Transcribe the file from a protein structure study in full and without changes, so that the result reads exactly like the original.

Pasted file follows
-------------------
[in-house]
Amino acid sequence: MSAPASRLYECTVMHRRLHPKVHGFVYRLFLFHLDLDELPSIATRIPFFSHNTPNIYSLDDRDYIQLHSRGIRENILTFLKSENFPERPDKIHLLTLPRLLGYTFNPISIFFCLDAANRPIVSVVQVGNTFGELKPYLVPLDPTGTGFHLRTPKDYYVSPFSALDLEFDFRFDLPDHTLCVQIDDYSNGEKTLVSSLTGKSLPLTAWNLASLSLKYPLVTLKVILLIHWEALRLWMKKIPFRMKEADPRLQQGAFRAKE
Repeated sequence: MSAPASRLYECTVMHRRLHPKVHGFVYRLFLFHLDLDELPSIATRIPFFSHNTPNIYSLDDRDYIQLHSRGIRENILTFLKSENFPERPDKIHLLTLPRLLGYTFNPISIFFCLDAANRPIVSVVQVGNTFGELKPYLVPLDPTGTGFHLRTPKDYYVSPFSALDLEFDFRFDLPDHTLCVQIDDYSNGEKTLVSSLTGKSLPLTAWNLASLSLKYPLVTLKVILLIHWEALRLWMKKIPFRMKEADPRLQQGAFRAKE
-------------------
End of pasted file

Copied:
[in-house]
Amino acid sequence: MSAPASRLYECTVMHRRLHPKVHGFVYRLFLFHLDLDELPSIATRIPFFSHNTPNIYSLDDRDYIQLHSRGIRENILTFLKSENFPERPDKIHLLTLPRLLGYTFNPISIFFCLDAANRPIVSVVQVGNTFGELKPYLVPLDPTGTGFHLRTPKDYYVSPFSALDLEFDFRFDLPDHTLCVQIDDYSNGEKTLVSSLTGKSLPLTAWNLASLSLKYPLVTLKVILLIHWEALRLWMKKIPFRMKEADPRLQQGAFRAKE
Repeated sequence: MSAPASRLYECTVMHRRLHPKVHGFVYRLFLFHLDLDELPSIATRIPFFSHNTPNIYSLDDRDYIQLHSRGIRENILTFLKSENFPERPDKIHLLTLPRLLGYTFNPISIFFCLDAANRPIVSVVQVGNTFGELKPYLVPLDPTGTGFHLRTPKDYYVSPFSALDLEFDFRFDLPDHTLCVQIDDYSNGEKTLVSSLTGKSLPLTAWNLASLSLKYPLVTLKVILLIHWEALRLWMKKIPFRMKEADPRLQQGAFRAKE